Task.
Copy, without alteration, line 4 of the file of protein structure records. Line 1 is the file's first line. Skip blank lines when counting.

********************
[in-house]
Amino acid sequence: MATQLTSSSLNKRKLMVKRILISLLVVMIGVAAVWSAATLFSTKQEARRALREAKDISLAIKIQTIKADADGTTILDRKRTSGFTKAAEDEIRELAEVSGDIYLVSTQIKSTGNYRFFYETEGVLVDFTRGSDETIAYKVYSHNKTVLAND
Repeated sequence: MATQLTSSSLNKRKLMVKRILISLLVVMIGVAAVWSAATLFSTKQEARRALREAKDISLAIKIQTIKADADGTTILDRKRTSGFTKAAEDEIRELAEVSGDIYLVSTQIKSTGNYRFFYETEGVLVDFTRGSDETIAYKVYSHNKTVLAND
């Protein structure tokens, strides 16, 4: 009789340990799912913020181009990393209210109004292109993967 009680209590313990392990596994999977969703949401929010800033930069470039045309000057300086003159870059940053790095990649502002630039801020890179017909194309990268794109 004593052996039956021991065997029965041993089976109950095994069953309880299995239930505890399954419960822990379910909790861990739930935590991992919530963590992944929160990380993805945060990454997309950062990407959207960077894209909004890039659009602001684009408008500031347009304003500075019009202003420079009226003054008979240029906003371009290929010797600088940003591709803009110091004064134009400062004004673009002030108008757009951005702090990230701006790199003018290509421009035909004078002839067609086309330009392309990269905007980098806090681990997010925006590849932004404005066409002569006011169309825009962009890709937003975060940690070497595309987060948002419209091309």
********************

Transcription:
């Protein structure tokens, strides 16, 4: 009789340990799912913020181009990393209210109004292109993967 009680209590313990392990596994999977969703949401929010800033930069470039045309000057300086003159870059940053790095990649502002630039801020890179017909194309990268794109 004593052996039956021991065997029965041993089976109950095994069953309880299995239930505890399954419960822990379910909790861990739930935590991992919530963590992944929160990380993805945060990454997309950062990407959207960077894209909004890039659009602001684009408008500031347009304003500075019009202003420079009226003054008979240029906003371009290929010797600088940003591709803009110091004064134009400062004004673009002030108008757009951005702090990230701006790199003018290509421009035909004078002839067609086309330009392309990269905007980098806090681990997010925006590849932004404005066409002569006011169309825009962009890709937003975060940690070497595309987060948002419209091309």